If you are ever in the Yokohama area and want a taste of what an authentic American diner has to offer, listen to some good tunes, and hang out with some cool people, the Boogie Café is a must. The café is located at Yokohama-shi, Naka-ku, Honmoku Makado, 20-1, Yokohama, Kanagawa-ken 231-0825. It’s small, so you might want to phone ahead (tel. 81-045-621-0990) to make reservations.

Getting inked for the first time

showtats002I hadn’t given much thought to getting a tattoo when I joined the Air Force but when I got to Howard Air Force Base in the Panama Canal Zone in September 1976, my first duty station, I had a change of heart: three months later I was ready to be inked.

What brought about this heart of change was seeing the ink that some guys in my barracks had done by a tattoo artist in Panama City. After I had seen their ink, which had been specifically designed for them, I thought it would be cool to have my own tattoo. And that’s exactly what I decided to do at the end of 1976.

Actually, I was not the only one who was interested in getting some ink done. One of my best friends Howard, who I had met that previous summer at a military hospital in Denver (while we were waiting to get our yellow fever shots) and who was now in the same supply squadron as I was, had also been thinking about getting a tattoo after he had heard me talking about getting one.

Once we had decided to get a tattoo, we went down to this tattoo shop, not far from the Buffalo Bar (which was off-limits to the military) a few nights before to select our tattoos. The tattoo shop was pretty drab-just the kind of hole-in-the-wall shop with its walls covered with a lot of flash of “old school” tattoos-that you would expect to find near some military base overseas. There were lots of eagles, panthers, tigers, anchors, hearts (with Mom written across them), Geisha girls, Mermaids, and dragons.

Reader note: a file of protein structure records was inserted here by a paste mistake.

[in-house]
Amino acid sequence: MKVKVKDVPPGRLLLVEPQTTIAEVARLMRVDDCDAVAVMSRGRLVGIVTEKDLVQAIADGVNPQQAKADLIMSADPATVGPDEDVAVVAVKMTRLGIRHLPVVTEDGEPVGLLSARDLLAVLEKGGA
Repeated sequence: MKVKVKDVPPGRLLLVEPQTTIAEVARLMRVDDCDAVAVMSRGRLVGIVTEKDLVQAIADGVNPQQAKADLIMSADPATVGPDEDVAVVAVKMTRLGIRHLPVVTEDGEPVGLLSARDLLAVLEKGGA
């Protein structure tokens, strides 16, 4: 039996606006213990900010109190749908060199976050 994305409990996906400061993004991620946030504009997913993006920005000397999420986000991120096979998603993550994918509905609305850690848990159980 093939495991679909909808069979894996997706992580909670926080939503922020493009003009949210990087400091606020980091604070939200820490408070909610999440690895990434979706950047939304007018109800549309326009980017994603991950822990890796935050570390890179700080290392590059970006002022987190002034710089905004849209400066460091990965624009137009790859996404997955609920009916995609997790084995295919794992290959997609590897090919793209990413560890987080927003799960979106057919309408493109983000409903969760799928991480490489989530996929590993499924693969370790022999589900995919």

As for our “first tattoos”-I had my heart set on a tattoo of a flag and Howard, hailing from Minnesota (not to mention his Finnish ancestry) was going to go with a tattoo of a Viking. We told the tattoo artist that we would be back in a few nights and would probably be wasted, so we didn’t want to make any mistake when it came to choosing our first tats.

During the holiday season, our supply squadron gave us all a nice Christmas present by having skeleton shifts. I was off the week before Christmas and Howard had the following week off. Back then, most people only worked an 8-4 or 9-5 shift-probably one more reason why so many people had wanted to be stationed at Howard. On the night Howard and I were going to get our tattoos, Howard, who had been off that week, had already gotten an early start drinking with Lee (his roommate) and John, an airman who had recently arrived at Howard.